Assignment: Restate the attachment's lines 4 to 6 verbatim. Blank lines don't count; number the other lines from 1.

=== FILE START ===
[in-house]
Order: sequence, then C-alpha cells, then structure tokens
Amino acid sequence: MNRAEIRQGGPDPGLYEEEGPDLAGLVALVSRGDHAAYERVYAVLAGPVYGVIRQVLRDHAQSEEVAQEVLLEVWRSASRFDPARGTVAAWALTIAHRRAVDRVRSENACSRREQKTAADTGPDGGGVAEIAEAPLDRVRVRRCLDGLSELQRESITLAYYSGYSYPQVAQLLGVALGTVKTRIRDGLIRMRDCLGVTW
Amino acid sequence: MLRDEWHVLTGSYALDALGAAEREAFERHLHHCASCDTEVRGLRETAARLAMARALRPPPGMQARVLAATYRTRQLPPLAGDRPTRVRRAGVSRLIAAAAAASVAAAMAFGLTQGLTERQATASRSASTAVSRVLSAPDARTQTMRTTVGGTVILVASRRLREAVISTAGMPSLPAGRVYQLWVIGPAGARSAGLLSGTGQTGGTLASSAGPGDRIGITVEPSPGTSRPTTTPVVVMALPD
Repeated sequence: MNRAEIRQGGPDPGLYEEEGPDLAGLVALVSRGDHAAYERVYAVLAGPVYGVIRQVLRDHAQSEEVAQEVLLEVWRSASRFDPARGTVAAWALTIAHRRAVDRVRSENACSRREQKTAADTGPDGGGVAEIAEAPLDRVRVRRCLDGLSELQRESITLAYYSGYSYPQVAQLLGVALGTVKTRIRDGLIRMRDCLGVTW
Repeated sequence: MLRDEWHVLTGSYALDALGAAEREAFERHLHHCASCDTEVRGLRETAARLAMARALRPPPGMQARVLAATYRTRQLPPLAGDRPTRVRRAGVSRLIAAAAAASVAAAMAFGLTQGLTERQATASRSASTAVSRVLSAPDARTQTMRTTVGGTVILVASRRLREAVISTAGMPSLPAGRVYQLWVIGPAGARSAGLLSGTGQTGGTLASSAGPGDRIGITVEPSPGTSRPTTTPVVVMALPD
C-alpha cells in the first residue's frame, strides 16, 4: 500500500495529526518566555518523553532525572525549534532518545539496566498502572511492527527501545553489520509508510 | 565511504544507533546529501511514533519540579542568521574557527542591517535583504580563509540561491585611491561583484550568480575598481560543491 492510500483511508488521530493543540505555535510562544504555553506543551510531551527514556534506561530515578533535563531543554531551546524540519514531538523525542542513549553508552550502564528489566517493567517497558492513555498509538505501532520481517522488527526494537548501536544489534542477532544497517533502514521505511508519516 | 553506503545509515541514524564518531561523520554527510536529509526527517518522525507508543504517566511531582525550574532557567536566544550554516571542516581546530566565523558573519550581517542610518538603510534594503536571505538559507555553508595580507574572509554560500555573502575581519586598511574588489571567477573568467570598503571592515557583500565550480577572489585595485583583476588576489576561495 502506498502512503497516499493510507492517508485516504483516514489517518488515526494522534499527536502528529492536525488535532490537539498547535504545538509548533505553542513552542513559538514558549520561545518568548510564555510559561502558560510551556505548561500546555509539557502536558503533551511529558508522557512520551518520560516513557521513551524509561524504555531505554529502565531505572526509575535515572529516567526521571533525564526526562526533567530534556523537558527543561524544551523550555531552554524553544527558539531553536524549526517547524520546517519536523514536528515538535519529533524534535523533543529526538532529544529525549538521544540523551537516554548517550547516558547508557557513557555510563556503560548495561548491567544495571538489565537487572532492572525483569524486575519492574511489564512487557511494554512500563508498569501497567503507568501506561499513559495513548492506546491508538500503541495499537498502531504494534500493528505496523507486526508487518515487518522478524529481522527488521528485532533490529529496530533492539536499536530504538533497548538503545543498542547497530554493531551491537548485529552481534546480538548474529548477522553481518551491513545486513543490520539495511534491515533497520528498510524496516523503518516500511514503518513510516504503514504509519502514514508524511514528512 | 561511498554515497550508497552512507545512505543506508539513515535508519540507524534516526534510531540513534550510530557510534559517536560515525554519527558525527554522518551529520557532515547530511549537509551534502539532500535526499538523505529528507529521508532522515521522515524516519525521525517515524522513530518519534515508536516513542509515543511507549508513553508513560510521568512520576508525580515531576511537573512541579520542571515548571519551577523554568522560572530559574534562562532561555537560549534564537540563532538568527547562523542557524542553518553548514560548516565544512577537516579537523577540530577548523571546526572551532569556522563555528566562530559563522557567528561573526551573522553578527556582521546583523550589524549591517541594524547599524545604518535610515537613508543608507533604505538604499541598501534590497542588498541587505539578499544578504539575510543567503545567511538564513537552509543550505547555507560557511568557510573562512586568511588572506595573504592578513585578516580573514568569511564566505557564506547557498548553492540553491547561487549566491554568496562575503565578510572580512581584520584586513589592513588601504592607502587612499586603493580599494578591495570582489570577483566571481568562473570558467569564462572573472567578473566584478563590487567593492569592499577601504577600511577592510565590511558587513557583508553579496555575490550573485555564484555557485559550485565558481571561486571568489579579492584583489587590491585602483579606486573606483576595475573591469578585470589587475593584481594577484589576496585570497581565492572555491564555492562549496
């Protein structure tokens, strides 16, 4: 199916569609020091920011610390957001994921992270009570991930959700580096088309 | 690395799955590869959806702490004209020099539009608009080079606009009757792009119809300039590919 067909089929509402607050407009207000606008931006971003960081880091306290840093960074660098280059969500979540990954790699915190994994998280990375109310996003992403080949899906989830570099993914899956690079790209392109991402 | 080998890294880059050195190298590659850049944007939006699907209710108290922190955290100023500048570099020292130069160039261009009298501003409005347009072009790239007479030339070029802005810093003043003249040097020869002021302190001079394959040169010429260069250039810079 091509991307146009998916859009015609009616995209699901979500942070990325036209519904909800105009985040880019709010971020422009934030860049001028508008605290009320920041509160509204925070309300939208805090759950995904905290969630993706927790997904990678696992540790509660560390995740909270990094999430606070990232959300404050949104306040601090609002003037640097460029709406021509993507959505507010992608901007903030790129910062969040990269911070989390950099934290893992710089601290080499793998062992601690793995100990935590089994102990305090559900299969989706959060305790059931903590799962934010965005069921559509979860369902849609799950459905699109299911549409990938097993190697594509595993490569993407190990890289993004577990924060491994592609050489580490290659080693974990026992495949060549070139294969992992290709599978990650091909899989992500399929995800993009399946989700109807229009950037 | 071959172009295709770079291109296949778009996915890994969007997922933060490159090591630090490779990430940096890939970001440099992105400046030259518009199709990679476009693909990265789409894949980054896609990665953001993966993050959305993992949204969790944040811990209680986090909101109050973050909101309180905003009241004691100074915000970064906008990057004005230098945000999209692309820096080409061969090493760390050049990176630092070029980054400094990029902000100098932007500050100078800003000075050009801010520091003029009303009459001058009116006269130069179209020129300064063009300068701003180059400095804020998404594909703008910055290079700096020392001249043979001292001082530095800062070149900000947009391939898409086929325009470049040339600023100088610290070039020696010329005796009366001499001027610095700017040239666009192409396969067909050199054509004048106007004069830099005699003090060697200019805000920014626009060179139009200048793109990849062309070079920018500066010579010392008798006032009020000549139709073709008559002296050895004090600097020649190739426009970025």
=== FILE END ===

Amino acid sequence: MLRDEWHVLTGSYALDALGAAEREAFERHLHHCASCDTEVRGLRETAARLAMARALRPPPGMQARVLAATYRTRQLPPLAGDRPTRVRRAGVSRLIAAAAAASVAAAMAFGLTQGLTERQATASRSASTAVSRVLSAPDARTQTMRTTVGGTVILVASRRLREAVISTAGMPSLPAGRVYQLWVIGPAGARSAGLLSGTGQTGGTLASSAGPGDRIGITVEPSPGTSRPTTTPVVVMALPD
Repeated sequence: MNRAEIRQGGPDPGLYEEEGPDLAGLVALVSRGDHAAYERVYAVLAGPVYGVIRQVLRDHAQSEEVAQEVLLEVWRSASRFDPARGTVAAWALTIAHRRAVDRVRSENACSRREQKTAADTGPDGGGVAEIAEAPLDRVRVRRCLDGLSELQRESITLAYYSGYSYPQVAQLLGVALGTVKTRIRDGLIRMRDCLGVTW
Repeated sequence: MLRDEWHVLTGSYALDALGAAEREAFERHLHHCASCDTEVRGLRETAARLAMARALRPPPGMQARVLAATYRTRQLPPLAGDRPTRVRRAGVSRLIAAAAAASVAAAMAFGLTQGLTERQATASRSASTAVSRVLSAPDARTQTMRTTVGGTVILVASRRLREAVISTAGMPSLPAGRVYQLWVIGPAGARSAGLLSGTGQTGGTLASSAGPGDRIGITVEPSPGTSRPTTTPVVVMALPD